Day 13 of the partial government shutdown brings further headaches for the country. Not only are the country’s national parks shut down, but businesses also are feeling the effects as “E-Verify and E-Verify Services are currently unavailable due to a lapse in government appropriations.” For employers who opt to utilize the service and federal contractors and subcontractors who are required to do so, this may create some real headaches.
For example, for the time being and the indefinite future, employers will not be able to access their E-Verify accounts, enroll in E-Verify, create cases, take action on cases, revise user accounts, edit company information, terminate accounts or run reports.
Employees will be unable to resolve an E-Verify Tentative Nonconfirmation (“TNC”).
Telephone and Email support will not be available and DHS will not respond to Form I-9, E-Verify and myE-Verify inquiries.
DHS has posted guidance for employers during the shutdown. Among the recommendations:
DHS has implemented the following policies for employer’s who utilize E-Verify during the shutdown.
The “three-day rule” that requires employers to create an E-Verify case for new employees within three days of their first day of employment is indefinitely suspended.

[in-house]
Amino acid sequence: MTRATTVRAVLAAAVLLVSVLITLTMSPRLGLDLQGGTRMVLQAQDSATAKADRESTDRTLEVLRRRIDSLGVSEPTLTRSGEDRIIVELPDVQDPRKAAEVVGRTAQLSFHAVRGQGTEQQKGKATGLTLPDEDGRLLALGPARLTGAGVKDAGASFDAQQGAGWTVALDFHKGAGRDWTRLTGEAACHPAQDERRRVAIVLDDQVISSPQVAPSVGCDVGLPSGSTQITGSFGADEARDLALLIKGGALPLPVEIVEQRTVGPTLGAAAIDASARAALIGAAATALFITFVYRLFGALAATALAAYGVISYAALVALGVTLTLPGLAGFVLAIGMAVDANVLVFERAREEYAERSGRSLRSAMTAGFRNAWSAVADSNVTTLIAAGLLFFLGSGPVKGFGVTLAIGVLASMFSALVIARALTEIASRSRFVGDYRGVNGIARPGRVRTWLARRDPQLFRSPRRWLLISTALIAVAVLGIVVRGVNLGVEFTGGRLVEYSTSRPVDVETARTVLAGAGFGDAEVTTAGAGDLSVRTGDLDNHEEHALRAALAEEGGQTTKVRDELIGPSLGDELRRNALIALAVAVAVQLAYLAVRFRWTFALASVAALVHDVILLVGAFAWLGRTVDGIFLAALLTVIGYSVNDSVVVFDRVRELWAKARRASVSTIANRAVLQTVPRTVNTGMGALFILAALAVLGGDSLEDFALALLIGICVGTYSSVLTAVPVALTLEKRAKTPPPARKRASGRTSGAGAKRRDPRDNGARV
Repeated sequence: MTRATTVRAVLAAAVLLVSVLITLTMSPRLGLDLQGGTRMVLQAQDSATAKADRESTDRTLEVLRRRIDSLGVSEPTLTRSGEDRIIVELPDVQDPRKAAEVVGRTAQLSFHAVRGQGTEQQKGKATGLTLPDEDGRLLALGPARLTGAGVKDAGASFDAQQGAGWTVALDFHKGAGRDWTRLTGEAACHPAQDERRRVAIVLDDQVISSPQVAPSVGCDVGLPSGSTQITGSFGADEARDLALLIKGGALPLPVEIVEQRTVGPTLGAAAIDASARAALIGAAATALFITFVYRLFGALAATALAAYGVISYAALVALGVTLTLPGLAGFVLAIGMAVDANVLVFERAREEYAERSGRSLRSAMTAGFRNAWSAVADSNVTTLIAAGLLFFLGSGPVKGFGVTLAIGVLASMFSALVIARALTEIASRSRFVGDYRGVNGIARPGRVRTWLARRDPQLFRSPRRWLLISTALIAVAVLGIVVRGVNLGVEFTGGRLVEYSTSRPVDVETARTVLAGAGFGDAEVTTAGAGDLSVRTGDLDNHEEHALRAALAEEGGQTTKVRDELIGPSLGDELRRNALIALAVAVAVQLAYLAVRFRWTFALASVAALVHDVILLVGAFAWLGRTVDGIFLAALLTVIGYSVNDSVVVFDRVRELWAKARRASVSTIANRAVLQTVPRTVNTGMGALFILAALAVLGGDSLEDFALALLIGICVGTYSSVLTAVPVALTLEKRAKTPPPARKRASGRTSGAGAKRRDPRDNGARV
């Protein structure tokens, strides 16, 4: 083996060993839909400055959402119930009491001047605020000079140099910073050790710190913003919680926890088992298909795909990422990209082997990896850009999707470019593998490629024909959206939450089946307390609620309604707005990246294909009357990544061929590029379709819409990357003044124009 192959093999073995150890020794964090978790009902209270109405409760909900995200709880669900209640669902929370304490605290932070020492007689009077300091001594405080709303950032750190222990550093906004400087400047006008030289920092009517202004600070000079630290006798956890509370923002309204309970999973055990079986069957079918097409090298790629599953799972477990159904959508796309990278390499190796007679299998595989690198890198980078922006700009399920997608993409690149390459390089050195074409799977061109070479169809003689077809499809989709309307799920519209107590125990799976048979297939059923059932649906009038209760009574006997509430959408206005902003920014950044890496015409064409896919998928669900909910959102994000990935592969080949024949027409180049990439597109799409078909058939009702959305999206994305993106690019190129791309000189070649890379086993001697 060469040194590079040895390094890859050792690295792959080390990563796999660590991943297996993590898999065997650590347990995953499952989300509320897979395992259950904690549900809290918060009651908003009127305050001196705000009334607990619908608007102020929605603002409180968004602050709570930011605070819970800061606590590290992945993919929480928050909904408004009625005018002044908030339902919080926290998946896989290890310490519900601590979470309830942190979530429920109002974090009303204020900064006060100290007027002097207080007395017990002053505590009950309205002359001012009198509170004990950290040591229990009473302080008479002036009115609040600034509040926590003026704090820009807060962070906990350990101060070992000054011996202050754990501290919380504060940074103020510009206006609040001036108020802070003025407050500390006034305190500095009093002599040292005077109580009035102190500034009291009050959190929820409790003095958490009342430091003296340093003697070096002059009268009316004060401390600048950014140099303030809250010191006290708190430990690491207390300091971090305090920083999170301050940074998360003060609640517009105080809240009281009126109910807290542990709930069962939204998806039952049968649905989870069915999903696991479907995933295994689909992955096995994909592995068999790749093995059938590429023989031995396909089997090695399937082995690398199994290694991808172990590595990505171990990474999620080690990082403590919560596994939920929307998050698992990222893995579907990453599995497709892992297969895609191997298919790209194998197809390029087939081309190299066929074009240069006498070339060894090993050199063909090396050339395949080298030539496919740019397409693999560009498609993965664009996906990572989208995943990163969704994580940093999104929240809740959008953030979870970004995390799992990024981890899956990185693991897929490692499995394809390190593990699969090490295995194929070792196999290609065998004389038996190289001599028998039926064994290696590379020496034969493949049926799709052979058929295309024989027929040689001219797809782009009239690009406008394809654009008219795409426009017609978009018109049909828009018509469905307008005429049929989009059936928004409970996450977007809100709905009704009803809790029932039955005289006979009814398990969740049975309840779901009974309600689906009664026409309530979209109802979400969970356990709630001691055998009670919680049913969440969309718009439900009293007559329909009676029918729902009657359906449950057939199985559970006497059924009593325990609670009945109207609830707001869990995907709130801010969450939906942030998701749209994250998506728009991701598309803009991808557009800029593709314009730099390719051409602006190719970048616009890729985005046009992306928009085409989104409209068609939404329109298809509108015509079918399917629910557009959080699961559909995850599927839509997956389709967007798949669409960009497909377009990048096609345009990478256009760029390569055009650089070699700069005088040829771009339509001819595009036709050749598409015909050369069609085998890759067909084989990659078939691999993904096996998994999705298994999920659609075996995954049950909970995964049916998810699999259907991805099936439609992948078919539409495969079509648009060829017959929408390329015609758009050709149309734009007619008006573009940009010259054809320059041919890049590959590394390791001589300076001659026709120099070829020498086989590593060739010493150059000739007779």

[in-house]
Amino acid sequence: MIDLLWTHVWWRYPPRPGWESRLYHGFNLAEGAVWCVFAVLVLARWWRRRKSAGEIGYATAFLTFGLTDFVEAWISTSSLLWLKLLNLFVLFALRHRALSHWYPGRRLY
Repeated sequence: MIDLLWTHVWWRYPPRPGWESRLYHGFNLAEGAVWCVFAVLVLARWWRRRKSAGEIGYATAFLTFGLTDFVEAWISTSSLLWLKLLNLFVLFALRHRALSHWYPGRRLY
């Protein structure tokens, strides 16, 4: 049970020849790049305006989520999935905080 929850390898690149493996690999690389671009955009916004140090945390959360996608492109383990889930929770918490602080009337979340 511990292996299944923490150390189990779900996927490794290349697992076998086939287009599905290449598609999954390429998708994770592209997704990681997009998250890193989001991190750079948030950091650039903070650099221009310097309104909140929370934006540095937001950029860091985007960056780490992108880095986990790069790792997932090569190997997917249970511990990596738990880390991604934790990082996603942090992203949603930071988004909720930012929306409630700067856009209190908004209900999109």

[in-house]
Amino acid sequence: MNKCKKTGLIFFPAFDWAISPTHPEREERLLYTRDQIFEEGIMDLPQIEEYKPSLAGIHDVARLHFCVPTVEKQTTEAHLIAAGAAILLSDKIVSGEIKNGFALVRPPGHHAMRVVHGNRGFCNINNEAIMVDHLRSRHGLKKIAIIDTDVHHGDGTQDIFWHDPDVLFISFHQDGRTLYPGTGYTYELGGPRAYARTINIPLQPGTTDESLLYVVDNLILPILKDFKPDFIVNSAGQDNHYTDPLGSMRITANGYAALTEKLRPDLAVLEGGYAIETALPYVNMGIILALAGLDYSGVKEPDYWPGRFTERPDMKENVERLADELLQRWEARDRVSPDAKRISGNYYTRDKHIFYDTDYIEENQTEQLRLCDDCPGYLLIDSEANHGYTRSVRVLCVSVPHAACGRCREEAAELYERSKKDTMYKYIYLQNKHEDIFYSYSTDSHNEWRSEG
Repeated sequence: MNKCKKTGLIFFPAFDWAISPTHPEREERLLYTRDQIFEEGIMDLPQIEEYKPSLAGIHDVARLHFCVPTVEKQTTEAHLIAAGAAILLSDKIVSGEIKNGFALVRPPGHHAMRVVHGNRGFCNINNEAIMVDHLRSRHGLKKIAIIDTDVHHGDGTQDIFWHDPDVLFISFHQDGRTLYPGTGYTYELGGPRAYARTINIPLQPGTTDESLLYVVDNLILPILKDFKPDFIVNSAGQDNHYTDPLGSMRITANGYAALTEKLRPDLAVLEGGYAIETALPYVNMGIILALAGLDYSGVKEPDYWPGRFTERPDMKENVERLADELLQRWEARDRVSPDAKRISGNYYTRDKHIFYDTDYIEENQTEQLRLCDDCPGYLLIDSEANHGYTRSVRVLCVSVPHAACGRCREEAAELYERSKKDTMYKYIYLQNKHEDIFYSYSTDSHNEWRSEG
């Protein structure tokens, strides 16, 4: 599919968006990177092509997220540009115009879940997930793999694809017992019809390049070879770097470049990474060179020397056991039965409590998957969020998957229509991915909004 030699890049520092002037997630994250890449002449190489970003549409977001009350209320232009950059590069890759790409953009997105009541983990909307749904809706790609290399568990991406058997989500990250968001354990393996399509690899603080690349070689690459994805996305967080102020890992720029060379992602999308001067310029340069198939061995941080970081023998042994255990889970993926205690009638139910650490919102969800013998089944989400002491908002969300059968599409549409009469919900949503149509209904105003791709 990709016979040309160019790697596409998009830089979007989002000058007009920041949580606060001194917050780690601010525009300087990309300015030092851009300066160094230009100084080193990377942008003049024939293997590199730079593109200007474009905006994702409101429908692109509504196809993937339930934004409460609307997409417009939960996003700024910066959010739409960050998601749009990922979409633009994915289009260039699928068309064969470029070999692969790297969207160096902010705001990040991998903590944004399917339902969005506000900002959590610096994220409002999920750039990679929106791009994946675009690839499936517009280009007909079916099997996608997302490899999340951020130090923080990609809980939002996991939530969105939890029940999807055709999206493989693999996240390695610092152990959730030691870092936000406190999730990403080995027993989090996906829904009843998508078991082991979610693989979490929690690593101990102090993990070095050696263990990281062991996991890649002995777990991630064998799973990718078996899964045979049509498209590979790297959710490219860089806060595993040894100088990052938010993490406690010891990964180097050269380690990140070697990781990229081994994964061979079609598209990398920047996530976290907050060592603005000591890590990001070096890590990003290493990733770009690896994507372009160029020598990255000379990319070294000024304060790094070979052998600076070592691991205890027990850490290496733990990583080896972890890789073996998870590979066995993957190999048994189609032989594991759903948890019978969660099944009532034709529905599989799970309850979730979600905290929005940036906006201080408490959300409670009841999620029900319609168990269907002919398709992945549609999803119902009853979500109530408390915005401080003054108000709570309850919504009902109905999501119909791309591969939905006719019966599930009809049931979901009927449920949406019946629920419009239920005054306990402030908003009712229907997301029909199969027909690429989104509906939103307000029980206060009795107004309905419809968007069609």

If an employer received a TNC for an employee and had not resolved it before the shutdown, DHS is extending the time period during which employees may resolve TNC’s.
The number of days E-Verify is down will not count towards the days the employee has to begin the process of resolving their TNCs, which is found on the Referral Date Confirmation an employer must provide to an employee who wishes to resolve a TNC.
Once operations resume, DHS will provide further guidance regarding the “three-day rule” and the time period to resolve TNCs.
Telephone and Email Support Unavailable
Form I-9, E-Verify and myE-Verify support representatives are not available to respond to inquiries; however, the Form I-9 On-Demand Webinar is accessible.
Some E-Verify resources are still available, which DHS states may provide some assistance:
Employers should not take any action against an employee because of the inability to complete the E-Verify process due to the unavailability of E-Verify. If an employer is a federal contractor required to utilize E-Verify, they should contact their contracting officer to request an extension for the federal contractor deadlines for employment verifications.
Employers should continue to utilize the USCIS Form I-9 to verify employment eligibility. The requirement to complete the Form I-9 no later than the third business day after an employee starts work is still in place during the shutdown, as is the requirement for an employee to present original documents providing their identity is likewise still in effect during the shutdown. Employers with questions on utilization of the Form I-9, should reference the Handbook for Employers M-274 that is available on the U.S. Citizenship and Immigration Services website.
Bill Egan is a Seasoned Employment Law Attorney backed by over 33 years of proven, veteran experience. He specializes in navigating businesses through conflict resolution in the workplace.
Rachell Henning is a third-year student at Mitchell Hamline School of Law's innovative Hybrid program. Rachell is an Avisen Fellow alum who enjoys spending time with her husband and two young daughters when she is not working or studying.